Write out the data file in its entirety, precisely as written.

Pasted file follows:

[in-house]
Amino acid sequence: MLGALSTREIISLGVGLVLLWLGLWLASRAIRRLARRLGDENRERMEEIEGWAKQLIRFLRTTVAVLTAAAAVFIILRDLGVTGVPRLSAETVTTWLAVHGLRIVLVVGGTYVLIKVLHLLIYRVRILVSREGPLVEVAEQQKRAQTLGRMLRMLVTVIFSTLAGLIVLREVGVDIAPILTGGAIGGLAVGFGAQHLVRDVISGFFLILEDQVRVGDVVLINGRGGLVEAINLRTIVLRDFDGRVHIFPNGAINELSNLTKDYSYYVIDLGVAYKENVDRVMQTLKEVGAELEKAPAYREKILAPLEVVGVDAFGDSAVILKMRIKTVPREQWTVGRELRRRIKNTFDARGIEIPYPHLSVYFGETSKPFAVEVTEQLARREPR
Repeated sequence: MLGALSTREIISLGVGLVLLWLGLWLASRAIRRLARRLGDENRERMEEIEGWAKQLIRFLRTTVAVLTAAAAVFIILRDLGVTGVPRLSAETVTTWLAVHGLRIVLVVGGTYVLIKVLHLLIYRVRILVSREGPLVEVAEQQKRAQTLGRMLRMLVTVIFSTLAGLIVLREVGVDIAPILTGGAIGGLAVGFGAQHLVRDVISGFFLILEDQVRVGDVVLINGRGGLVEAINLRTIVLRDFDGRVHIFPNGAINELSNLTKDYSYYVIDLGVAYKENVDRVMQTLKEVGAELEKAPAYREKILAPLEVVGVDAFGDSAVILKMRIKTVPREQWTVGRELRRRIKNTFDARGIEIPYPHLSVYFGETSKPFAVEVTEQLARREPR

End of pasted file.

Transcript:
[in-house]
Amino acid sequence: MLGALSTREIISLGVGLVLLWLGLWLASRAIRRLARRLGDENRERMEEIEGWAKQLIRFLRTTVAVLTAAAAVFIILRDLGVTGVPRLSAETVTTWLAVHGLRIVLVVGGTYVLIKVLHLLIYRVRILVSREGPLVEVAEQQKRAQTLGRMLRMLVTVIFSTLAGLIVLREVGVDIAPILTGGAIGGLAVGFGAQHLVRDVISGFFLILEDQVRVGDVVLINGRGGLVEAINLRTIVLRDFDGRVHIFPNGAINELSNLTKDYSYYVIDLGVAYKENVDRVMQTLKEVGAELEKAPAYREKILAPLEVVGVDAFGDSAVILKMRIKTVPREQWTVGRELRRRIKNTFDARGIEIPYPHLSVYFGETSKPFAVEVTEQLARREPR
Repeated sequence: MLGALSTREIISLGVGLVLLWLGLWLASRAIRRLARRLGDENRERMEEIEGWAKQLIRFLRTTVAVLTAAAAVFIILRDLGVTGVPRLSAETVTTWLAVHGLRIVLVVGGTYVLIKVLHLLIYRVRILVSREGPLVEVAEQQKRAQTLGRMLRMLVTVIFSTLAGLIVLREVGVDIAPILTGGAIGGLAVGFGAQHLVRDVISGFFLILEDQVRVGDVVLINGRGGLVEAINLRTIVLRDFDGRVHIFPNGAINELSNLTKDYSYYVIDLGVAYKENVDRVMQTLKEVGAELEKAPAYREKILAPLEVVGVDAFGDSAVILKMRIKTVPREQWTVGRELRRRIKNTFDARGIEIPYPHLSVYFGETSKPFAVEVTEQLARREPR